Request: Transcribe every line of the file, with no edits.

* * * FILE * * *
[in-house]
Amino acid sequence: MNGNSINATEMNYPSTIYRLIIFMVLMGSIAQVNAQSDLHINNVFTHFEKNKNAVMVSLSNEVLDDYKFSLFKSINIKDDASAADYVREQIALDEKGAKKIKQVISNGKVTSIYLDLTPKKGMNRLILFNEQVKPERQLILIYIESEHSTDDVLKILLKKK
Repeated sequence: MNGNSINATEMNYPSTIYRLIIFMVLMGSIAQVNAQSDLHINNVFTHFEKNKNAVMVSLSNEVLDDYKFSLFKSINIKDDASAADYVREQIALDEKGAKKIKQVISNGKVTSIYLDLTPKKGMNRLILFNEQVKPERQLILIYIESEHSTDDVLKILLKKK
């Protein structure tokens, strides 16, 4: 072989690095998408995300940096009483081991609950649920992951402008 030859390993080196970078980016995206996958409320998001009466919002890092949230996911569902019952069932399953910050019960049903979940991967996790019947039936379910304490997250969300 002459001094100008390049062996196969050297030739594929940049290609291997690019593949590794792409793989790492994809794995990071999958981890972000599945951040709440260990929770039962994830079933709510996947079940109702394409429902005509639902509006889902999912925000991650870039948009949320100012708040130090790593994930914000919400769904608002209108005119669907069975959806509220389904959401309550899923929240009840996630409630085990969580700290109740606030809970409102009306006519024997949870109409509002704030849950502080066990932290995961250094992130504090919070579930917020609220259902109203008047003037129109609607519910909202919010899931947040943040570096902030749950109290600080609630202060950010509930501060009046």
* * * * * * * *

[in-house]
Amino acid sequence: MNGNSINATEMNYPSTIYRLIIFMVLMGSIAQVNAQSDLHINNVFTHFEKNKNAVMVSLSNEVLDDYKFSLFKSINIKDDASAADYVREQIALDEKGAKKIKQVISNGKVTSIYLDLTPKKGMNRLILFNEQVKPERQLILIYIESEHSTDDVLKILLKKK
Repeated sequence: MNGNSINATEMNYPSTIYRLIIFMVLMGSIAQVNAQSDLHINNVFTHFEKNKNAVMVSLSNEVLDDYKFSLFKSINIKDDASAADYVREQIALDEKGAKKIKQVISNGKVTSIYLDLTPKKGMNRLILFNEQVKPERQLILIYIESEHSTDDVLKILLKKK
């Protein structure tokens, strides 16, 4: 072989690095998408995300940096009483081991609950649920992951402008 030859390993080196970078980016995206996958409320998001009466919002890092949230996911569902019952069932399953910050019960049903979940991967996790019947039936379910304490997250969300 002459001094100008390049062996196969050297030739594929940049290609291997690019593949590794792409793989790492994809794995990071999958981890972000599945951040709440260990929770039962994830079933709510996947079940109702394409429902005509639902509006889902999912925000991650870039948009949320100012708040130090790593994930914000919400769904608002209108005119669907069975959806509220389904959401309550899923929240009840996630409630085990969580700290109740606030809970409102009306006519024997949870109409509002704030849950502080066990932290995961250094992130504090919070579930917020609220259902109203008047003037129109609607519910909202919010899931947040943040570096902030749950109290600080609630202060950010509930501060009046």